Parallel to these lectures and outings, each week, in the second lecture slot, we held mini-seminars, in which group members at first including myself, (to model practice) took turns to present ‘literature reviews’ of articles we had read. Because the presentations were framed as ‘literature reviews’ we discussed the characteristics and purpose of a literature review is, and set up assessment criteria for the presentations, which were linked to the assessment criteria for the research report before the first presentation. Each student who attended the mini-seminars was given a peer assessment form and had to make comment on each presentation and present these in a portfolio of evidence at the end of the semester. This helped the students to record their engagement with the presentations and also meant that they were engaged with the assessment criteria that would be used to assess them form early on.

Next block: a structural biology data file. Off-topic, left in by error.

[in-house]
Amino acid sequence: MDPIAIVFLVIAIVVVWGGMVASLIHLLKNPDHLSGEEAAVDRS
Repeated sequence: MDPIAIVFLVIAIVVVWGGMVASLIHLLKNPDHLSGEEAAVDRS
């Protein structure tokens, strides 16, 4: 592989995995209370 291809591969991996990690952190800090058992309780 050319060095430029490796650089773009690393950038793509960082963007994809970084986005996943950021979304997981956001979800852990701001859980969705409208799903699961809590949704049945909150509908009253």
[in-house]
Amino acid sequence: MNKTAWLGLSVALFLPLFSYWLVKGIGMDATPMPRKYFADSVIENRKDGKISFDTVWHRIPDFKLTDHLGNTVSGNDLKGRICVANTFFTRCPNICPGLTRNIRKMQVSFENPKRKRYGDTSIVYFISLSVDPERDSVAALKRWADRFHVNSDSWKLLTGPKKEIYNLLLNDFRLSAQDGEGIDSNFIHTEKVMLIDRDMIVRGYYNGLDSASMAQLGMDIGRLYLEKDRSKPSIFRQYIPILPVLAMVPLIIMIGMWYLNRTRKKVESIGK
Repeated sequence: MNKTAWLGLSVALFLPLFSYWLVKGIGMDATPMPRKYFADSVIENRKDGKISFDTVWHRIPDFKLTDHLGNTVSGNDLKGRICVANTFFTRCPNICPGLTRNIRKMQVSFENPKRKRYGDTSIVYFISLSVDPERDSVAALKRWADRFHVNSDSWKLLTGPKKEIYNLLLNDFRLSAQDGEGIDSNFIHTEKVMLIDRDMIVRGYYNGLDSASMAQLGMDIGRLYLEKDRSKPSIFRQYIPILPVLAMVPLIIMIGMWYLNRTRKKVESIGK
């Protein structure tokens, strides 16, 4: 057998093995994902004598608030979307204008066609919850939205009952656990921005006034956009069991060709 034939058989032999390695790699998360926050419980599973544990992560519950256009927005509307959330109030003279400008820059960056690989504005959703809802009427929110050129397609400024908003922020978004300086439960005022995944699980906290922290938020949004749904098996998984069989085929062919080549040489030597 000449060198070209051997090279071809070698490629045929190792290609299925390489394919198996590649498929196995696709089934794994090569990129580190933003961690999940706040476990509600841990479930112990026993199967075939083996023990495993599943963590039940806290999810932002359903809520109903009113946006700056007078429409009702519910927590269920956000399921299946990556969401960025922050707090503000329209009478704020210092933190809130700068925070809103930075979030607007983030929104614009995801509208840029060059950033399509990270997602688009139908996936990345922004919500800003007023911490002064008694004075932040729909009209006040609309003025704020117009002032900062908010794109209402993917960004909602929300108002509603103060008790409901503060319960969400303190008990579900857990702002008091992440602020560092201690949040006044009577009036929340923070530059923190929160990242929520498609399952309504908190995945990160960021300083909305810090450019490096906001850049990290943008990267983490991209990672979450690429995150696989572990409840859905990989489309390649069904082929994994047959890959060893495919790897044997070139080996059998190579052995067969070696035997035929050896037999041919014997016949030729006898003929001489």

At first the articles were prescribed by me, and had to do with theories related to the analysis of images, issues in visual culture studies and notions of visual communication in graphic design, which make up the theoretical frameworks related to their discipline of graphic design. Thus there was a direct, deliberate relationship between the content of my lectures and the articles that were initially prescribed to students for these weekly seminars. Once their research proposals (which they were working on from early on in the course) were accepted, the students were required to present articles that they sources themselves, and that were directly related to their individual research.